Jim Johnson, we hardly knew ye

YSTL: Is closer-by-committee the best move for the A's?

Jim Johnson, we hardly knew ye
April 10, 2014, 8:45 pm
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It’s the A’s bullpen, and set roles are for weenies.
Ray Ratto

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In the past few days John Calipari has been linked by rumormongers to rumors, which is an efficient enough way to go about one’s business. First it was the Lakers (and Calipari isn’t taking a pay cut for a piece of that mess) and now it is the Wizards, who have just made the playoffs, through Washington Times columnist Thom Loverro.

Well, no on both, and for a very good reason. Calipari has now become the college coach at the forefront of reforming the NCAA through death. This would make him the new Jerry Tarkanian, who was just hospitalized in Las Vegas for breathing difficulties. He, too, fought the NCAA, but doing it 30 years only meant he could say he was ahead of his time, not that he won.

Calipari might. But not if he’s going to end up with the Pistons, Bucks or Pelicans.

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Of course, Calipari may end up on the NCAA’s We Don’t Like You list, in which case he can sit next to Charles Barkley, whose role as the funniest college basketball analyst in the land is now jeopardized by his line during Thursday’s Inside the NBA show, in which he said that he played against Dirk overseas at some point and was so impressed with the teenager that he offered him money to go to Auburn.

He then tossed off a line about how it would have been “the best investment since Cam Newton,” which means he managed to offer to work for Auburn, annoyed Auburn, works on NCAA telecasts and definitely pissed off the NCAA. A good day’s work, that. Well done to you, Chas.

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Okay, we need to know where Steve Schott, Bill Neukom, Chris Cohan and Greg Jamison are.

The former head men of the A’s, Giants, Warriors and Sharks now fall under suspicion of something or other based on the news from Spanish site AS.com that former Valencia team president Juan Soler was arrested on Tuesday on suspicion of plotting to kidnap his successor, Vicente Soriano.

[RELATED: Sharks rookie Hertl expected to return for playoffs]

Investigators believe Soler hired hit men to kidnap Soriano in hopes of intimidating him into paying off debts of around €59 million related to the acquisition of shares in the club. It is alleged that Soler paid around €100,000 to kidnap Soriano, who no longer owns the club.

This is sad and unprofessional – if you’re going to kidnap a guy, you should do it before he retires. Hey, it’s in the handbook. Even our guys know that; that’s why John Fisher, Charlie Johnson, Joe Lacob and Hasso Plattner aren’t being held in some cabin in the woods.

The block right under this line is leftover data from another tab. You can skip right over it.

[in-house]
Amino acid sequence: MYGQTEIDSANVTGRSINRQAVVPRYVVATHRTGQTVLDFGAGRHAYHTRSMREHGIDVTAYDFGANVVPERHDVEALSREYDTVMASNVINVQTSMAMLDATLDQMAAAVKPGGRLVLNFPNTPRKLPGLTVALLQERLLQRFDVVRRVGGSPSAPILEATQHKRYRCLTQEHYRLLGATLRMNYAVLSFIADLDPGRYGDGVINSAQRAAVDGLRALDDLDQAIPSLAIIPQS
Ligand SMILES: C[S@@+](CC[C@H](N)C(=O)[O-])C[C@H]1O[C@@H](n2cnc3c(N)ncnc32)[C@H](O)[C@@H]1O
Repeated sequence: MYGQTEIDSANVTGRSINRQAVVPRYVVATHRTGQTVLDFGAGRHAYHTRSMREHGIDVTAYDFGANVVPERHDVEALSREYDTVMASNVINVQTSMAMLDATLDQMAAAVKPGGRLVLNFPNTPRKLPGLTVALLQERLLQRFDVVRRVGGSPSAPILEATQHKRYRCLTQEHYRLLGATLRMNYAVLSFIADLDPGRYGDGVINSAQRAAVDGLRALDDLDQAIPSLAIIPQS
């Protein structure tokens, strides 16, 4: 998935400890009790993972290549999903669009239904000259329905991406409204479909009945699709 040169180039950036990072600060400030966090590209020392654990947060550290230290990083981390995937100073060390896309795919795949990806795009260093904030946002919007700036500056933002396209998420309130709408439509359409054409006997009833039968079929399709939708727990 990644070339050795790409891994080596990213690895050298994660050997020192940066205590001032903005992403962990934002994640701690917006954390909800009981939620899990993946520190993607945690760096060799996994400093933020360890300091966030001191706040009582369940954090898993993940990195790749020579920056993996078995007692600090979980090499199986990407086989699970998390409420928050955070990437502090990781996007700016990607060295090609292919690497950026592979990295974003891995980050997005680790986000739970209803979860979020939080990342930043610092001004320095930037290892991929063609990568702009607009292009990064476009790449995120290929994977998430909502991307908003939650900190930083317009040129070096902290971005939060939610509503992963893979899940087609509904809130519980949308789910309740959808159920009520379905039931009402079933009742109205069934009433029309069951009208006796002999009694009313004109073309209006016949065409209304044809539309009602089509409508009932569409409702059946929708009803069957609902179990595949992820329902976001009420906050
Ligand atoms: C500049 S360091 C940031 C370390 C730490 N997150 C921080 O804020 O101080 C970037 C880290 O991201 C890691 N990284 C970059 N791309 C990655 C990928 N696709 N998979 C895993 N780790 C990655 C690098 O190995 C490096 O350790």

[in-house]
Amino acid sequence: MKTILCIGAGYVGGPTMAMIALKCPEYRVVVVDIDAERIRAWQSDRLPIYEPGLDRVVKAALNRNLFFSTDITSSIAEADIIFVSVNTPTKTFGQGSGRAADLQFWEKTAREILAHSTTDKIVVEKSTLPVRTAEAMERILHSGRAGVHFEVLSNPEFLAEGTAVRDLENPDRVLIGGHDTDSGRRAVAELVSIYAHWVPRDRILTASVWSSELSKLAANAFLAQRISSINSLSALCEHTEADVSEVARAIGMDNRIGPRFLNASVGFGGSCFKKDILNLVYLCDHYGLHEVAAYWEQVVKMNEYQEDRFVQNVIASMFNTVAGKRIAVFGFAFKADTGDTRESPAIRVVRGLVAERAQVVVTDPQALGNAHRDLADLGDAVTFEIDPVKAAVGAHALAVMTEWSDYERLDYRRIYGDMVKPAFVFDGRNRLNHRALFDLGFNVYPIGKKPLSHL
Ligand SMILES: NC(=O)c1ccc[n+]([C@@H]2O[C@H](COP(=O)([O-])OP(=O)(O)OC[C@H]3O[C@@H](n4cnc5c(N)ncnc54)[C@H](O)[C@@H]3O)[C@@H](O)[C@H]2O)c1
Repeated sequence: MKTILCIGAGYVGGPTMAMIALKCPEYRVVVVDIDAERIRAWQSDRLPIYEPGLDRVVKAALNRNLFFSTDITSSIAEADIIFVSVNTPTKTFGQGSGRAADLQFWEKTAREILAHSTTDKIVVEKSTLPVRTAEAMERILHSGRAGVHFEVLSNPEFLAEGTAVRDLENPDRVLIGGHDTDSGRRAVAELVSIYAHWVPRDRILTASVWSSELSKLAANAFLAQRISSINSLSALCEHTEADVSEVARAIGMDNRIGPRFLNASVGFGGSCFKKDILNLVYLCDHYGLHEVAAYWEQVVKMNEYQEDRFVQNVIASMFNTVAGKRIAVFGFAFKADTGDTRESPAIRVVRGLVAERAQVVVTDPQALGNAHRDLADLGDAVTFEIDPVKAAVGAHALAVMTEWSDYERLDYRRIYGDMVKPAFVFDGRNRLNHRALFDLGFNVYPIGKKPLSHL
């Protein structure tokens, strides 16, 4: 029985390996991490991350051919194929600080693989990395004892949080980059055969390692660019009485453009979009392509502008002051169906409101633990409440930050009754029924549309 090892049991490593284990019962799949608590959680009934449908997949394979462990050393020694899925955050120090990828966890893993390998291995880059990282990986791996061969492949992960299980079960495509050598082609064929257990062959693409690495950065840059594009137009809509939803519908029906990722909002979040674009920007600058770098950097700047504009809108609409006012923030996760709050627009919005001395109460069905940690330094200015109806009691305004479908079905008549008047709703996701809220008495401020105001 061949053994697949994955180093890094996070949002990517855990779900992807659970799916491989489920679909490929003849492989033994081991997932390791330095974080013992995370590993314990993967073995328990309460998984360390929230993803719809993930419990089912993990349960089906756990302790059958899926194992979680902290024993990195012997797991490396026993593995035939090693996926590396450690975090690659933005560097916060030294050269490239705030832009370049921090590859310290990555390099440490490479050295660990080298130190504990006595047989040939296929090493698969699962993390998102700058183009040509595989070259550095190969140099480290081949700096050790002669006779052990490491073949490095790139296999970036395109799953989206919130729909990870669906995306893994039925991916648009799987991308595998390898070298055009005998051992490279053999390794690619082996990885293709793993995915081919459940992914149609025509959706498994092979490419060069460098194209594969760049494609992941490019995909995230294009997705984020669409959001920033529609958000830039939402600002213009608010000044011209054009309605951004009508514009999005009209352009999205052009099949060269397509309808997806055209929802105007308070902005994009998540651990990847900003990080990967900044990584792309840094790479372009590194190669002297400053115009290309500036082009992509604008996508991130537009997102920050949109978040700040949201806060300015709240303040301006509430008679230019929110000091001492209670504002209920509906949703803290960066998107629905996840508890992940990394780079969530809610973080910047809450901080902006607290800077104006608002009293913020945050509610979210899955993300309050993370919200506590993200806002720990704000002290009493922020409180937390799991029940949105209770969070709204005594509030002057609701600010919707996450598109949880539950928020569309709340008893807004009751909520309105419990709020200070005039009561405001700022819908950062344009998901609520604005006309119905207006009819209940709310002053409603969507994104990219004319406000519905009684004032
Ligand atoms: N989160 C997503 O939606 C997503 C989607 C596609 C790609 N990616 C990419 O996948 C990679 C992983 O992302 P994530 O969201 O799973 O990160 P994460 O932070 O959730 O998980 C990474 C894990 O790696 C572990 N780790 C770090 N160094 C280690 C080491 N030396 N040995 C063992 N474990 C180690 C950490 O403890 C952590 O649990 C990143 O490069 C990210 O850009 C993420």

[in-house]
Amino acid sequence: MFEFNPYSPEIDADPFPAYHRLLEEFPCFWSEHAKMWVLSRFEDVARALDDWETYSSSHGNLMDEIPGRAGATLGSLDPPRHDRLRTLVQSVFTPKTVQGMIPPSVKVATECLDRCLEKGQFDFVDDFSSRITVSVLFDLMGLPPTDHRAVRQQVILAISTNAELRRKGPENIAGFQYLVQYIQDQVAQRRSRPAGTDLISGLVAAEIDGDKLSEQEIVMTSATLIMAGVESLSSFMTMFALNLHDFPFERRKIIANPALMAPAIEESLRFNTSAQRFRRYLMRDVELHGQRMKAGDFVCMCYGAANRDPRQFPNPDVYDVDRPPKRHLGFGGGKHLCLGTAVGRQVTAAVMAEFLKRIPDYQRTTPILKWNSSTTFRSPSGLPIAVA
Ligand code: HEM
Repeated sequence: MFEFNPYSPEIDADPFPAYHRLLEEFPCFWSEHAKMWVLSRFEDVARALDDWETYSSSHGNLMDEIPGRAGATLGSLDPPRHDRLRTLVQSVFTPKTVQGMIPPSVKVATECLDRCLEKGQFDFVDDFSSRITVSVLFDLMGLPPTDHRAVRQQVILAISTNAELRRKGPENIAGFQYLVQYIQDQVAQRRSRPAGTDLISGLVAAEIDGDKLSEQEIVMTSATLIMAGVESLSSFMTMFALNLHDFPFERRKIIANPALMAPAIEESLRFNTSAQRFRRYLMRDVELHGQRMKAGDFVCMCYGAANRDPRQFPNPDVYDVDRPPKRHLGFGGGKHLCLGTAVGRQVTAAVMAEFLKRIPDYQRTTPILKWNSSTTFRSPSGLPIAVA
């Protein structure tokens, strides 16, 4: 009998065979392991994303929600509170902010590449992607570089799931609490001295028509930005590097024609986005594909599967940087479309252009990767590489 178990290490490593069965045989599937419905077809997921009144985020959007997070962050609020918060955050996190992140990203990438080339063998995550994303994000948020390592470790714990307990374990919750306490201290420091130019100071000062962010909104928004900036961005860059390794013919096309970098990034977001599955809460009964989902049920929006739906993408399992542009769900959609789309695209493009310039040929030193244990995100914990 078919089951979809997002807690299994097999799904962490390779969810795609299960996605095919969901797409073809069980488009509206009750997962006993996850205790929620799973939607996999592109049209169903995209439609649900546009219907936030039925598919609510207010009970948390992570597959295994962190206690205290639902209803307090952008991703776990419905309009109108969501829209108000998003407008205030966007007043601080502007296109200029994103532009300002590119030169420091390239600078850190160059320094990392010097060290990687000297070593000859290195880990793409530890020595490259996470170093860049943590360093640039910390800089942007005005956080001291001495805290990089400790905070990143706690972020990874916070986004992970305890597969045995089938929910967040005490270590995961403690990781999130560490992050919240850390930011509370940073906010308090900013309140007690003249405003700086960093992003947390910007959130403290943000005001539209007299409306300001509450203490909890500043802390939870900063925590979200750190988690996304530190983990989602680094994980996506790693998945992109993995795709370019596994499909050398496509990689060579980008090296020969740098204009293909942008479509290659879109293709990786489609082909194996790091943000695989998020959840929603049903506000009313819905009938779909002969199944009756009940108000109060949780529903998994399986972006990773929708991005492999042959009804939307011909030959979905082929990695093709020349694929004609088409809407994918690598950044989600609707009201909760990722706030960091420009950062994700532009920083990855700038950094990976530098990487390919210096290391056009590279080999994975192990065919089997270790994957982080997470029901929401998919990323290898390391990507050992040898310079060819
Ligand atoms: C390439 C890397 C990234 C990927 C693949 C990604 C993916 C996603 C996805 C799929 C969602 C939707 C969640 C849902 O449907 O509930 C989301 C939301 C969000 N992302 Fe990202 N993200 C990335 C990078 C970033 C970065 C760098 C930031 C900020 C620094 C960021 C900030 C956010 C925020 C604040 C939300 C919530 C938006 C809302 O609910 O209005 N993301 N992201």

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Ahh, kidnapping humor. Can’t beat it on a hot April night.

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Jim Johnson, we hardly knew ye. But we may know ye again sooner than you know. It’s the A’s bullpen, and set roles are for weenies.

[RELATED: Struggling Johnson removed from closer's role]

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The Buffalo Bills are considering a number of sites for their new stadium (where have we heard that before?), and one of them seems to be, yes, Niagara Falls, which has two advantages: One, it is closer to the team’s growing Ontario fan base, and two, there will be a lot more big-screen marriage proposals.

Great, just what we need. A Kiss-Cam, a Ring-Cam, a Bridal Shower-Cam, and a Trip To Bed Bath And Beyond-Cam. So in other words, this cannot be allowed.

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Then again, the whole Buffalo ownership thing in the wake of Ralph Wilson’s death is wacky. Boston Bruins owner Jeremy Jacobs wants to buy the team and keep it in Buffalo, and Jon Bon Jovi (yes, that one) is allegedly interested in fronting a group that might move the team to Toronto.

Well, that’s one way to save us from the Niagara Falls problem.

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Thierry Henry of the New York Red Bulls of MLS is paid more this year than the entire San Jose Earthquakes roster, and that includes Chris Wondolowski’s $600,000.

If I were Wondolowski upon learning that, I would kill myself just on the knowledge that I had been compared to that squatty middle-aged yob in San Francisco.

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And finally, former National League umpire Ed Montague ejected former Giants manager Roger Craig from the Giants’ media dining room Thursday night, which thrilled Comrade Baggarly (I leave you to chastise him for his low thrill threshold) but reminds us that Craig was one of the most easygoing managers of his era. Let’s see Montague try to toss Lou Piniella if he thinks he’s so damned clever.